Rosicrucian Writings Online
The Thought of the MonthBy The Imperator
[H. Spencer Lewis]
[From The Rosicrucian Digest May 1930]
RECENTLY, we were all saddened by the departure from our midst of the character and personality of one who was held in high esteem by not only his companion citizens of this country, but by real citizens the world over. This great man, who had held the highest office afforded by the government of this country and had held many other important positions, was loved by men and women who recognized his admirable qualities long before he was in the limelight of governmental position.
I was acquainted with this wonderful character and knew of his sterling qualities when he was admired and loved by those who were students under him while he was a professor of law in the university. My most intimate talk with him was during an hour's ride on a boat in the East River when we stood together at the railing on the deck and looked out over the water and discussed some of the higher things of life. I wish that I had the privilege, at this time, of telling all that I might about the inner personal life of this man. Many of our members throughout the Order will probably recall what I have said of him in the past, and they will, no doubt, read between the lines on this page and discern that which may not be said just now.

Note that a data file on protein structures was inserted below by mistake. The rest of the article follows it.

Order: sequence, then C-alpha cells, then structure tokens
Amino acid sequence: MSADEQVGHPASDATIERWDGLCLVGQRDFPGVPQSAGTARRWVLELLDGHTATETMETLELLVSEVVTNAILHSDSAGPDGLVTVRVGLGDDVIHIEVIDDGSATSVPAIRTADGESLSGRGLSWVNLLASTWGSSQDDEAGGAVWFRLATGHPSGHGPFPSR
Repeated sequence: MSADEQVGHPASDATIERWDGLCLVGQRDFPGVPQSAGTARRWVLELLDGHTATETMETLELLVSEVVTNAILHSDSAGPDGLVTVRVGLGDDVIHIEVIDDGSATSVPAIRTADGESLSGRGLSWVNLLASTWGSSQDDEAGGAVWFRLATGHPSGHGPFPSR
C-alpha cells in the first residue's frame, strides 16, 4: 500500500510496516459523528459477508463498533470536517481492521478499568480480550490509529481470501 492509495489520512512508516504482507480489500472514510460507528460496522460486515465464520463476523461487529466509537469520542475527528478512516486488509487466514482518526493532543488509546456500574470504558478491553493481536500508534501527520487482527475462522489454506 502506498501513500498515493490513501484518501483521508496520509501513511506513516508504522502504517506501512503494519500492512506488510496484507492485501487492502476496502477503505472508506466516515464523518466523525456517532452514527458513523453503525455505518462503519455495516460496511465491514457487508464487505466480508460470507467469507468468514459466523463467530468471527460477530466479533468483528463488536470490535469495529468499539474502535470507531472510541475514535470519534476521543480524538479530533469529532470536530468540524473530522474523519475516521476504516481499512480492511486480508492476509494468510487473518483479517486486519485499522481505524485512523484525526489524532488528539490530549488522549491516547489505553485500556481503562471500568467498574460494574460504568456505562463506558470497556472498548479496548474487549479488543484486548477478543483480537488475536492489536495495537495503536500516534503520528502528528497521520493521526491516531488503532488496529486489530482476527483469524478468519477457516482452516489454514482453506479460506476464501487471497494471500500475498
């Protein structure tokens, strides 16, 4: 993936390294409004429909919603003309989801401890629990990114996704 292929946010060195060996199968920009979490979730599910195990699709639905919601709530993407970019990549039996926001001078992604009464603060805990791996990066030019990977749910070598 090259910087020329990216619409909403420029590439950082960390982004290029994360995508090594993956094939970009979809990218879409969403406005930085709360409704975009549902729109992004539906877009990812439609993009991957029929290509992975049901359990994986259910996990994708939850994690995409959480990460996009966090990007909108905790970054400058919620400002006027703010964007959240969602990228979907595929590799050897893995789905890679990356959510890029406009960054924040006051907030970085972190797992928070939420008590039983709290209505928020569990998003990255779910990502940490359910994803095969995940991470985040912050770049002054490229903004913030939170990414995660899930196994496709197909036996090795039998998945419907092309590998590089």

This much, however, is known of his personal, inner self. He was essentially a mystic in every thought and in every act. This point we discussed while on the boat. We were on the way to visit the late Theodore Roosevelt at his home on Long Island. He too was interested in the subjects in which we, you and I, are interested. I remember hearing Mr. Taft say to me that he presumed that he would some day be severely criticized for his rather broad and unique viewpoint of the higher things of life, and especially of religious and spiritual principles, much like Thomas Jefferson had been criticized in his day. I cannot help recalling at this time how very much alike Jefferson and Taft were in the high ideals they held and the unusual attitude they took toward religious matters. In the case of Mr. Taft, he found many thousands holding similar ideas and thus enjoyed a wide companionship in his religious worship. In fact, he found this companionship rapidly increasing in numbers during the last few years. With Mr. Jefferson, however, the case was quite different and he was lonely for such companionship except as he found it among a few who constituted the early Rosicrucian body with its headquarters in or near Philadelphia.